LANSING — Poaching can mean serious problems for wildlife management — especially for Michigan’s struggling and carefully managed populations like moose and elk, according to the Michigan United Conservation Clubs (MUCC).
And state officials are working to curb it.
A bill package going through the state Legislature would increase penalties for poaching in the form of a steep hike in restitution that poachers must pay to the state.
The legislation would also lengthen hunting license suspensions for some violations — poaching a moose or elk, for example, would get a 15-year suspension for a first-time offense and a lifetime ban for repeat offenses, up from a flat three years per violation.
“So when poachers do get caught, it really hits them in the wallet,” said Sen. Phil Pavlov, R-St. Clair Township, who introduced one of the bills.
Pavlov said he is confident the legislation will curb poaching in the state.
“We’re finding out that violators are out in the woods long before legitimate, law-abiding hunters are,” he said. “And they’re stealing the biggest trophies that Michigan has to offer — they’re taking them.”
Among the co-sponsors are. Sens. John Proos, R-St. Joseph, and Geoff Hansen, R-Hart.
“We want to make sure that people understand in Michigan that we will protect our wild resources,” Pavlov said.
Poaching, which includes hunting out of season, at night and with electronic devices or hunting animals with legally protected status, can have a serious impact on species like bears, waterfowl, eagles, wild turkeys, hawks, elks and moose, — all of which are covered under the legislation.
In March of this year, the DNR recommended criminal charges against a man arrested for elk poaching in Pigeon River Country State Forest in Cheboygan County. This followed at least six instances of elk poaching in 2014.
Poaching can make species management more difficult and can upset the populations of struggling species, said Patrick Brown, a biology professor from Northern Michigan University who specializes in wildlife conservation.
“Poaching is a drag on wildlife populations everywhere,” he said. “It reduces the number of animals that are out there, and it’s a very difficult factor in estimating populations.”
Brown said that with careful management, wildlife agencies can better respond to problems like difficult winters and low reproduction rates by issuing fewer licenses and cutting back on harvests. However, when poaching is added to the mix, the need for such measures isn’t as clear-cut.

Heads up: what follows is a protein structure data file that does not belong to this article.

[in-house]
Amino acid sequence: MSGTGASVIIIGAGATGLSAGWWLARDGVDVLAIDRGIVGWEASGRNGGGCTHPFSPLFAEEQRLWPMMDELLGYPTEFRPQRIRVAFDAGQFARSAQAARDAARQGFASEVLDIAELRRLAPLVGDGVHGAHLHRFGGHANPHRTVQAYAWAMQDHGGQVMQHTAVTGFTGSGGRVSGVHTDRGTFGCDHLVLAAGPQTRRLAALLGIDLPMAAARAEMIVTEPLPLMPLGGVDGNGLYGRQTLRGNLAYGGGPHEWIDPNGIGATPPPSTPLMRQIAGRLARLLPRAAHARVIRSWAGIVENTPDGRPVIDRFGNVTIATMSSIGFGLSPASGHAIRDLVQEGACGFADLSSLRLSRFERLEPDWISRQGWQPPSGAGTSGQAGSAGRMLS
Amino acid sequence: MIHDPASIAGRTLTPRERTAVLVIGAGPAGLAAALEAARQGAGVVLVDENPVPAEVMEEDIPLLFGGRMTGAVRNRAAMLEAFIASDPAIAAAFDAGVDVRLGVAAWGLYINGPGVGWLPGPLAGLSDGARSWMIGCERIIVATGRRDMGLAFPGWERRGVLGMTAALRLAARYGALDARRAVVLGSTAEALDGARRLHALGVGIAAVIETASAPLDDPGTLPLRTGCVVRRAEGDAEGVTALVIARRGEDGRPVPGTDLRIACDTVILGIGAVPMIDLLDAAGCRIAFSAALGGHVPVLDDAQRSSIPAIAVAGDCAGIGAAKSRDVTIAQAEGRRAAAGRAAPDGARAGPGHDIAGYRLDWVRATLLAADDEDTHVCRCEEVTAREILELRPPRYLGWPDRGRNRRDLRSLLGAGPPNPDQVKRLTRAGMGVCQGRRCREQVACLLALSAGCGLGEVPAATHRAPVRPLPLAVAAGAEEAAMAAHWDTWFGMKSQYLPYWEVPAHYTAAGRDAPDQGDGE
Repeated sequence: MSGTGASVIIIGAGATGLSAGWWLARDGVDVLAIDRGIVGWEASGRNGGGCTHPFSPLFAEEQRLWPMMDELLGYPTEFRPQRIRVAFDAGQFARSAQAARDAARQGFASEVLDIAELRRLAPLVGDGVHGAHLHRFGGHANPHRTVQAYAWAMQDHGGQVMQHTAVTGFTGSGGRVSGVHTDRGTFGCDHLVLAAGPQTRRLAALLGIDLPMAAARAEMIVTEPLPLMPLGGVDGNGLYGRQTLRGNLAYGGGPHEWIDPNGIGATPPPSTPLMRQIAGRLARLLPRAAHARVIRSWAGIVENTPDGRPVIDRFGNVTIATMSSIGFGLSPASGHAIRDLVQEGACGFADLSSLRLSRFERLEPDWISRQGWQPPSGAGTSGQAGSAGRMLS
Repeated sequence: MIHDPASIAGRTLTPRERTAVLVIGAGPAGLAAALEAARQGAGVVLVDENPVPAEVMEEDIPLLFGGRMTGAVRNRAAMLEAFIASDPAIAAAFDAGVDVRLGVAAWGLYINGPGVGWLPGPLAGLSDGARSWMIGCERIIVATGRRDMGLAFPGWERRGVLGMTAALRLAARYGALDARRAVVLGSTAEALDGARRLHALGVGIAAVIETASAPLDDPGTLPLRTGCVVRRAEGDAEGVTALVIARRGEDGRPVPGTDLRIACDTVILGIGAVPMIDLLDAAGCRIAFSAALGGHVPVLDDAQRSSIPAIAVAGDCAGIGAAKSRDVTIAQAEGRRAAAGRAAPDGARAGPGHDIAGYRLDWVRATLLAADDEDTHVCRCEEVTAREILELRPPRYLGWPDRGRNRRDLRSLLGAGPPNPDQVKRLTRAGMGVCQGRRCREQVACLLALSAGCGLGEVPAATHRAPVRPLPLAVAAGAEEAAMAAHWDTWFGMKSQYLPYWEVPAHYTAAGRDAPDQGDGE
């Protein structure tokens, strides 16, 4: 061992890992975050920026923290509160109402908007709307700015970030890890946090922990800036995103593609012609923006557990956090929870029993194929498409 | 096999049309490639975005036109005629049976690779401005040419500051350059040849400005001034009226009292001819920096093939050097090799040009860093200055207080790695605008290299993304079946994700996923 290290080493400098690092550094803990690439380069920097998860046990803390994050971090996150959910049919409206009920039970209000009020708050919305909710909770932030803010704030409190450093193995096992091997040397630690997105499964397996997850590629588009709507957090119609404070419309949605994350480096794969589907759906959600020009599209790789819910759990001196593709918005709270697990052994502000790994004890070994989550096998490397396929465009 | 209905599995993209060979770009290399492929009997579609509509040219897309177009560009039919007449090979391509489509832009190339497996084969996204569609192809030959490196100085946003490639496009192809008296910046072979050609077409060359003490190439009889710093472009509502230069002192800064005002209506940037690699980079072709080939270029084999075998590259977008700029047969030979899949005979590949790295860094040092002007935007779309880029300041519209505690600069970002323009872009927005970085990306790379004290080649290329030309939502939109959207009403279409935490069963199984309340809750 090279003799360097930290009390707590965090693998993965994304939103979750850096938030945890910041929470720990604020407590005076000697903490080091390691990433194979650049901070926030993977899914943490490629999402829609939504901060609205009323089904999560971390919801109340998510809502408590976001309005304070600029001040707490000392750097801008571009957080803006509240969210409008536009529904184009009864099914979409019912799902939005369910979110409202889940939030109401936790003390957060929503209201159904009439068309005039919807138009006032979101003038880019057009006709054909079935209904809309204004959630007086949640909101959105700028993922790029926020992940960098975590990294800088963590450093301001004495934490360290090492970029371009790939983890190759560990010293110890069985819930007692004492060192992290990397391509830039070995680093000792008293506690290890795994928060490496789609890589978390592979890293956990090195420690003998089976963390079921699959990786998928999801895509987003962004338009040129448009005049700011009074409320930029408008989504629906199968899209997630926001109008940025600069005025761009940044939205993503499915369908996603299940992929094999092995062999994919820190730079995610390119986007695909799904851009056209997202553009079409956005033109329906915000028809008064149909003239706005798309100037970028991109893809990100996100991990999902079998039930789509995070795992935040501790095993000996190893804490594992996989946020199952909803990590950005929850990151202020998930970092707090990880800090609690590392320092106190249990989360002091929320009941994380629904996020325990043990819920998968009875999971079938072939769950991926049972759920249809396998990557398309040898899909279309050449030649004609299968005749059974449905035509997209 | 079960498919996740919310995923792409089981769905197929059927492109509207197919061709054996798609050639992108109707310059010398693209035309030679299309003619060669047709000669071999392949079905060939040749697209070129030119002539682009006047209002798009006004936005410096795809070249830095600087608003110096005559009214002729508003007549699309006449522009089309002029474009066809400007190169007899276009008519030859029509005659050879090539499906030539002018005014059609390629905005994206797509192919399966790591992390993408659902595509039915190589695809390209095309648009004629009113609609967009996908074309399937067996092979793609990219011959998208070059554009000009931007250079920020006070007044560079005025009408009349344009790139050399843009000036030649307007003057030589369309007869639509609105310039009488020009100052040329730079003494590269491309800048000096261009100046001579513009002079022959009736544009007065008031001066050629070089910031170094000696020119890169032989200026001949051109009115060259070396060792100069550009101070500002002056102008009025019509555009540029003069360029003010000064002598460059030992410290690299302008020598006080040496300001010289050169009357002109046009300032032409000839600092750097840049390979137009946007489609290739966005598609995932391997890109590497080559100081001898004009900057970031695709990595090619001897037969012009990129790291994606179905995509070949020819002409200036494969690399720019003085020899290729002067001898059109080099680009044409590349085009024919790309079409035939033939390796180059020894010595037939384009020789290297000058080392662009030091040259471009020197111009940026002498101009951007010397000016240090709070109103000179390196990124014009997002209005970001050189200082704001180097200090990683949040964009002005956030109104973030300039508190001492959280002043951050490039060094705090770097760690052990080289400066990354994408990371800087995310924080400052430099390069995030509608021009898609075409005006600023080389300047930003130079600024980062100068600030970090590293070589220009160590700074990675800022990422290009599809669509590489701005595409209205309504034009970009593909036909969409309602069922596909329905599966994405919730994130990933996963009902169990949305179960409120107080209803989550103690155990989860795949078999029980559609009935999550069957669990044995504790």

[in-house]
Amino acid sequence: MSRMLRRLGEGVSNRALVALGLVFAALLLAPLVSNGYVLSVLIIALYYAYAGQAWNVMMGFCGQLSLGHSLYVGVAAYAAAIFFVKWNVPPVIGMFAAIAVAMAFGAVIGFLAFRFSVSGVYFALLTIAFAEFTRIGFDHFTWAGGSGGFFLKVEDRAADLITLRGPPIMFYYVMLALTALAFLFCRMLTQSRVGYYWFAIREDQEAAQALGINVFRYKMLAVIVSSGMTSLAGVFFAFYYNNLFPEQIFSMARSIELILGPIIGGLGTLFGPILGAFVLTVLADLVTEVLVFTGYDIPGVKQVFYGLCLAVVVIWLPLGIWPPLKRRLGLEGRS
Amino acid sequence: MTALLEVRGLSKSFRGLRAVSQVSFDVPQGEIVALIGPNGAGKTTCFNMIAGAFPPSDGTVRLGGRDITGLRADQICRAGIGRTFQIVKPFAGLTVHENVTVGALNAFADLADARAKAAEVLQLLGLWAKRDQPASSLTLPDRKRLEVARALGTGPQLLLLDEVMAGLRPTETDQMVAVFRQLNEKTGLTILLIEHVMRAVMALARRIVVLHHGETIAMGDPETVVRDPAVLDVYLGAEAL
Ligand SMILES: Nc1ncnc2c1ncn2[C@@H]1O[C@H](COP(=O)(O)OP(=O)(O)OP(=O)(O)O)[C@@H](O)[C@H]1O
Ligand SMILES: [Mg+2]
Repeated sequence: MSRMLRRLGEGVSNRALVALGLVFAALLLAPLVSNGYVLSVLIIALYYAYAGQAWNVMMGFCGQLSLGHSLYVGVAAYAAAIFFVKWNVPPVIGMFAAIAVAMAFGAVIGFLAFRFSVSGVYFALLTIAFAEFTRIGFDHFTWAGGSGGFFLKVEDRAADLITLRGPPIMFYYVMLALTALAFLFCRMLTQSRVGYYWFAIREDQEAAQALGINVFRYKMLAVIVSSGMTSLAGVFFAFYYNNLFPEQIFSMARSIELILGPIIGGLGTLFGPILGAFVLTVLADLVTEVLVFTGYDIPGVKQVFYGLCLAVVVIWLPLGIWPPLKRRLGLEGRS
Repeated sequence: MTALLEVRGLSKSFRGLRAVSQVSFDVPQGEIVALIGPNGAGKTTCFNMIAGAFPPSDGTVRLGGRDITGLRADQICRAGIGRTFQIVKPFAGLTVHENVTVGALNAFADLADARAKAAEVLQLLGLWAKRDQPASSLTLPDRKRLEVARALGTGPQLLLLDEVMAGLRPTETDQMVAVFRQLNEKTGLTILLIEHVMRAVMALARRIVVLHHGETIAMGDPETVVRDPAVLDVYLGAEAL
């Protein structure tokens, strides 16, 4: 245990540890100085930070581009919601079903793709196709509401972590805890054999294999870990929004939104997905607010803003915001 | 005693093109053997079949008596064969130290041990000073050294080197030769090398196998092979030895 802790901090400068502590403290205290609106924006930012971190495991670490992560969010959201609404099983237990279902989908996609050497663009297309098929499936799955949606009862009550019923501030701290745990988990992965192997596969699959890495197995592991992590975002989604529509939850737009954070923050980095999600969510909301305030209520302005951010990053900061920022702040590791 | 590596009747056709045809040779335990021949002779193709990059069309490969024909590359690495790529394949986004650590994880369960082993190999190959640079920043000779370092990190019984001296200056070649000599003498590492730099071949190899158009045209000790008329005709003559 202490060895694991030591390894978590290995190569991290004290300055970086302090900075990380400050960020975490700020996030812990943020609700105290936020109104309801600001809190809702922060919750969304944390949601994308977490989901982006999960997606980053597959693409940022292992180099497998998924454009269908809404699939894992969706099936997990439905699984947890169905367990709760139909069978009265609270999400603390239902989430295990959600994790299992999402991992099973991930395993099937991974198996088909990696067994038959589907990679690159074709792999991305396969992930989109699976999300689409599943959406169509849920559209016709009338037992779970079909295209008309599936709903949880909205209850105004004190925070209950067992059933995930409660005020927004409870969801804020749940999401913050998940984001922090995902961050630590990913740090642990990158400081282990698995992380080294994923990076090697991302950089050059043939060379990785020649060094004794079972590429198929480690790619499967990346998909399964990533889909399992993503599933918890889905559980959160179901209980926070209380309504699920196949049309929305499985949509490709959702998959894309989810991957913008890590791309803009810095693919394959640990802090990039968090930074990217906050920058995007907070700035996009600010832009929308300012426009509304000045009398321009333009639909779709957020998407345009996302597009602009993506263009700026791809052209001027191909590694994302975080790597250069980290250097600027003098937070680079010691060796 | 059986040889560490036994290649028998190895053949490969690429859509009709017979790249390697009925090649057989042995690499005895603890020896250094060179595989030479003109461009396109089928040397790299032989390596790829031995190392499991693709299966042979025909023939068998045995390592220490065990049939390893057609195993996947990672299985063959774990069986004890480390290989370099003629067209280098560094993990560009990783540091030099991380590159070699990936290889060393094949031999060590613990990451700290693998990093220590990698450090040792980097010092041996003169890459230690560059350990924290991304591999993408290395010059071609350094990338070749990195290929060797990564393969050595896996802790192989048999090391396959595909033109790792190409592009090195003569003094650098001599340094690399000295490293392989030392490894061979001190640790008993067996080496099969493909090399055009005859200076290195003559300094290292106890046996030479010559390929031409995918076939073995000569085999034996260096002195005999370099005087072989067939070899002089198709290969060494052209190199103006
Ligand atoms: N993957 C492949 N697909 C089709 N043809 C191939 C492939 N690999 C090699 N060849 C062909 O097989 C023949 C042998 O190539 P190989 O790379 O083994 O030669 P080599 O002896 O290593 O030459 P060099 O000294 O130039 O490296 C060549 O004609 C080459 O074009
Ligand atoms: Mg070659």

That’s especially a problem with moose, which have struggled due to harsh winters and the reintroduction of a predator, the gray wolf, during the past few years, according to Brown. In Michigan, where the moose has been reintroduced and died out multiple times since being wiped out in the late 1800s, hunting the fragile population is illegal.
“We haven’t had a moose hunt because that population has not grown as fast as was hoped,” Brown said. “Any killing of the moose in the Upper Peninsula would really be hurting the time frame when we might be able to get to a hunting season for moose.”
The species can be a target for trophy poaching due to its large antlers, said Drew YoungeDyke, public relations manager for MUCC a hunting and wildlife conservation group supporting the legislation.
“Moose aren’t doing very well in Michigan right now.” In the U.P., he said, “you’re actually seeing populations decline,” he said.
While the state’s elk population is healthier, their numbers are still carefully controlled by the DNR, YoungeDyke said, to prevent conflicts with agriculture that become more common with a larger population. That’s done by limiting the number of licenses each year and calculating how many of those hunters might be successful.
Poaching makes those numbers more difficult to predict, he said.
“Because it’s purposely kept at a fairly low number, each elk becomes very important,” he said. “So when poachers go outside of that system and take an elk, that throws off those carefully managed numbers and upsets the system of being able to both legally hunt elk and the DNR’s ability to carefully manage that number.”
In March, the DNR recommended criminal charges against a man arrested for elk poaching in the Pigeon River Country State Forest in Cheboygan County. That arrest followed at least six other instances of elk poaching across the state in 2014.
Many of the state’s estimated 668 elk reside in the forest after being reintroduced to Michigan in 1918,
Poaching not only makes species management — which NMU’s Brown called vital to maintaining wildlife — more difficult, but it also has adverse consequences for legal hunters.
“When a poacher takes an animal, that removes an animal that could have been killed legally,” Brown said. “It really is an issue of fairness and reduces the opportunities for other hunters.”
Brown predicted that the proposed additional penalties will reduce poaching.
“When you up the ante, when you up the cost of being caught in one of these violations to the point where they’re going to pay a higher price, I think it’s going to be a significant deterrent to them going out and trying to do that,” he said.
If the proposals become law, the changes would take effect next year.